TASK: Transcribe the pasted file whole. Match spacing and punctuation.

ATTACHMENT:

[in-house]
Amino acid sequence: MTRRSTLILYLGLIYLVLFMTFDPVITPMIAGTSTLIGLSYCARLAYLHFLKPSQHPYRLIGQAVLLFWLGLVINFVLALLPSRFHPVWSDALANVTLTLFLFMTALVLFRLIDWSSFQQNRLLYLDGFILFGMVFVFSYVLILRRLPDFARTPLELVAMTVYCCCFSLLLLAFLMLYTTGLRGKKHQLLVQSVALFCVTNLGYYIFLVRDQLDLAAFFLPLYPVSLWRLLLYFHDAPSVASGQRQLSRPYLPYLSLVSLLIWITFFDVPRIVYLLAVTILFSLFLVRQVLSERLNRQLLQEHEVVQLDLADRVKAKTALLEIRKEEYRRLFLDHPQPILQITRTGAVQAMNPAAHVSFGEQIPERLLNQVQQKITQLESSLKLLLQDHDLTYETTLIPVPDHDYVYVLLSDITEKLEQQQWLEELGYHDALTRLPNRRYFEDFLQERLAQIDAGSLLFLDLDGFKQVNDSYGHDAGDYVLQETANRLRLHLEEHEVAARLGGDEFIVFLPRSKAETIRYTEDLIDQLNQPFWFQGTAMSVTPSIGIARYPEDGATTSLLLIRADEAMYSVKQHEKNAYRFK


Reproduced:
[in-house]
Amino acid sequence: MTRRSTLILYLGLIYLVLFMTFDPVITPMIAGTSTLIGLSYCARLAYLHFLKPSQHPYRLIGQAVLLFWLGLVINFVLALLPSRFHPVWSDALANVTLTLFLFMTALVLFRLIDWSSFQQNRLLYLDGFILFGMVFVFSYVLILRRLPDFARTPLELVAMTVYCCCFSLLLLAFLMLYTTGLRGKKHQLLVQSVALFCVTNLGYYIFLVRDQLDLAAFFLPLYPVSLWRLLLYFHDAPSVASGQRQLSRPYLPYLSLVSLLIWITFFDVPRIVYLLAVTILFSLFLVRQVLSERLNRQLLQEHEVVQLDLADRVKAKTALLEIRKEEYRRLFLDHPQPILQITRTGAVQAMNPAAHVSFGEQIPERLLNQVQQKITQLESSLKLLLQDHDLTYETTLIPVPDHDYVYVLLSDITEKLEQQQWLEELGYHDALTRLPNRRYFEDFLQERLAQIDAGSLLFLDLDGFKQVNDSYGHDAGDYVLQETANRLRLHLEEHEVAARLGGDEFIVFLPRSKAETIRYTEDLIDQLNQPFWFQGTAMSVTPSIGIARYPEDGATTSLLLIRADEAMYSVKQHEKNAYRFK